Nature though has surprised us before, and might do it again, once high energy lepton quark scattering experiments are designed and carried out in the future. Feynman I think had said: "to see what a watch is made of one does not throw one watch on another watch and count the gears flying off. One takes a screw driver". Leptons with their weak interactions are the equivalent of the screw driver.


Quarks are probably not made of anything more fundamental. The idea that everything has to be made of something else is not true. Light is not made of anything else, neither is gravity. That atoms had internal stuff going on was obvious, because they are electrically neutral, and yet scatter light at definite magic frequencies. Neutrons and protons betrayed their non-elementary structure because of their magnetic moments and too-strong scattering at short distances. It is usually obvious when a particle is composite.

The quarks, on the other hand, along with the electrons, light, gravity, and the gluons and W and Z bosons, are perfectly elementary, in the sense that their interactions are described well by a renormalizable quantum field theory. If they are not elementary, it is probably at a scale where they are revealed to be a string theory excitation, a quantum black hole.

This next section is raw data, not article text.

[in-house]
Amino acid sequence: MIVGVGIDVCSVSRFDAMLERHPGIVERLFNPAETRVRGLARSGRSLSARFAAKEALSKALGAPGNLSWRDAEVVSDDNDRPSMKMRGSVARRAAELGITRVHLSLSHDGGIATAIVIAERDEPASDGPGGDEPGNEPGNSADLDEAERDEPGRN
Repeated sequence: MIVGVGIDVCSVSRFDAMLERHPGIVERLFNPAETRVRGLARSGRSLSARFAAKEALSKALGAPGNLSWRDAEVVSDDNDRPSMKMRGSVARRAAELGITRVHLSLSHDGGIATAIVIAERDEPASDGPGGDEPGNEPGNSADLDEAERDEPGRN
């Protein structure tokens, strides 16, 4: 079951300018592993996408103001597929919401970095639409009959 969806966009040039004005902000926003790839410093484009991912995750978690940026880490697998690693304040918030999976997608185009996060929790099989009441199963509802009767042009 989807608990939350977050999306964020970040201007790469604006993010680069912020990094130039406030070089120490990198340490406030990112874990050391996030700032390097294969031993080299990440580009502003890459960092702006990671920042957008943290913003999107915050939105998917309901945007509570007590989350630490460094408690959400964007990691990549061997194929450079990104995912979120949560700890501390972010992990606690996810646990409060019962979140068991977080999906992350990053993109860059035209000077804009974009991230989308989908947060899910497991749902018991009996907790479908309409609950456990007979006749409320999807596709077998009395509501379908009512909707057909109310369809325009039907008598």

Models of composite standard model fermions were interesting because they could explain the phenomenon of generations, the repeating standard model families. But string theory gives a much more natural explanation of generations, in terms of the geometry of the compactification. There is no real motivation for substructure, even though people speculate.

  • $\begingroup$ @BT and Ron: I've moved the comments to a chat room, so if you two really want to keep going in this vein, do it there, but consider this a reminder that rudeness (as exemplified by a few of the moved comments) is not acceptable on this site. $\endgroup$ – David Z Aug 27 '15 at 23:14

The standard mainstream answer is to consider them as fundamentals. Another standard, but not mainstream, answer is that we call generically "preons" to the hypothetical components of quarks and leptons. The most stablished -arguably- preon theory is Harari-Shupe, sometimes referred to as "rishon theory", but there are others.

Without preons, string theory could be also an answer but not in the line of your question; quarks and leptons would be equivalent to some string states, so not "made of", but "same as". Similarly, in Kaluza Klein theory: the quarks and leptons are expected to be special states of the compactified theory. Of course, again, this is the mainstream. Theorists have also proposed models where the states are Rishons.